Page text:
Yang Deficiency

tcm_syndrome_yang_deficiency

by James O’Sullivan Lic.Ac (China)

Ancient Chinese people were greatly interested in the relationships and patterns that occurred in nature. Instead of studying situations and things in isolation, they viewed the world as a harmonious and holistic entity. In their eyes, no single being or form could exist unless it was seen in relation to its surrounding environment. By simplifying these relationships, they tried to explain complicated phenomena in the universe.

Yang is the energy that is responsible for warming and activating bodily functions. When Yang is in decline or deficient you feel cold and your body begins to slow down, displaying signs of under activity. There are a number of simple methods to tonify Yang.

Clinical pIcture: Deficient Yang syndrome is manifested as aversion to cold, cold extremities, soreness and weakness or cold pain in the lower back and knees, impotence, spermatorrhea, sterility, watery leucorrhea, enuresis, pale, wet and swollen tongue coating, deep slow, weak, pulse, wheezing and diarrhea (without odour).

Foods that benefit Yang, with the greatest tonics in bold:

Grains:             Quinoa, sweet (glutinous) rice, wheat germ

Vegetables:     Leek, mustard greens, onion, radish, scallion, squash, sweet potato, turnip, watercress

Fruit:                Raspberry, Cherry, Lychee, Logan berry, Peach, Strawberry

Nuts & seeds: Chestnuts, Pistachio nuts, Walnuts, Pinenuts,

Fish:                 Lobster, Mussel, Prawn, Shrimp, Trout, Anchovy,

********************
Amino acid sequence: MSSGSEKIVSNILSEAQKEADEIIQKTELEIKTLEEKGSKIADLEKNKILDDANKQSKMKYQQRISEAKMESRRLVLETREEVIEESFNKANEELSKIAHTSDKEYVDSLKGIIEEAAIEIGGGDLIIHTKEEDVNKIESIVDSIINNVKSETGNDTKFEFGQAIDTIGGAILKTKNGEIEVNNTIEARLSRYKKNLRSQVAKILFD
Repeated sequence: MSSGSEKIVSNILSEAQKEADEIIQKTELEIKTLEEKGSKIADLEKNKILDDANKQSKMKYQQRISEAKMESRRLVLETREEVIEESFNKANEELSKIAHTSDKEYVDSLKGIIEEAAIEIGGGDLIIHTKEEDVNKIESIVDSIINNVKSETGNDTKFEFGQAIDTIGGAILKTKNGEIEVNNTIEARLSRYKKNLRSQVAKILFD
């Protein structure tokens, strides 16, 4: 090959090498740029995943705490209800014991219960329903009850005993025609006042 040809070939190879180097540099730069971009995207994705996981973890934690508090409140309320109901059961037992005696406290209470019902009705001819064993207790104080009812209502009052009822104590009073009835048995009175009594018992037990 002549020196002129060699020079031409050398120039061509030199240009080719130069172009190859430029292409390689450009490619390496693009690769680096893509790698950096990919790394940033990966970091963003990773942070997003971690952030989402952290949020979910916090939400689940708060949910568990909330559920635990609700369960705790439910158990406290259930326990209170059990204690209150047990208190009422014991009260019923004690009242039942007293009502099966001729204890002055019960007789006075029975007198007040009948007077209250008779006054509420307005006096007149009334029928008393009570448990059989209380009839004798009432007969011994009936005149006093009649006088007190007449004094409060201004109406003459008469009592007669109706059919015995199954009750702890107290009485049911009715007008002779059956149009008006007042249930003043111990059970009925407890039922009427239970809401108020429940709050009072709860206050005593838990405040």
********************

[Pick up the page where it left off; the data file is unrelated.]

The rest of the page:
Meat:              Lamb, Venison, Kidneys (both beef and lamb), Chicken,

Herbs and spices: Basil, Clove, Black pepper, Chive seed, Rosemary, Fennel seed, Fennugreek seed, Horseradish, Caper, Cayenne, Cinnamon bark, Dill seed, Garlic, Ginger, Nutmeg, Peppermint, Sage, Savory, Spearmint, Star anise, Tumeric, Thyme, White Pepper

Beverages:      Jasmine tea, Chai tea,

Common supplements: Algae, Brown Sugar, Korean Ginseng, Malt Sugar, Vinegar

Every day western foods examples that can be used to Tonify Yang

  • Mussels cooked with a little garlic
  • Roast chicken with sage and thyme
  • Roasted vegetables with and rosemary
  • Rice porridge with cinnamon, nutmeg and a little brown sugar
  • Leek and potato soup with black pepper
  • Or by adding any of the many spices as listed above to dishes when cooking.

Foods to avoid. If you are experiencing Yang deficiency then it is important to avoid foods that will further deplete your body’s Yang energy. Cold food and liquids fall into this category. Here ‘cold foods’ refers not only to those directly taken from the fridge but also to raw foods, as these require extra energy for digestion compared to pre-cooked foods. This may mean choosing a pasta salad over a green salad or switching from muesli to oat porridge for breakfast.

It is important to remember that we can change the “nature” of food to warming foods by cooking or warming them. This will preserve their energetic and nutrient value, while increasing their Yang nature, therefore soups, porridge and slow roasted foods show become the dishes of choice for those with a Yang deficiency. The herbs and spices mentioned above are warming and as such in small amounts encourage digestion and circulation throughout the body. While it may seem reasonable to achieve an improved warming effect by using the stronger spices such as black pepper liberally, care needs to be taken as these can be used to excess, inducing sweating which in fact actually has a cooling drying effect on the body.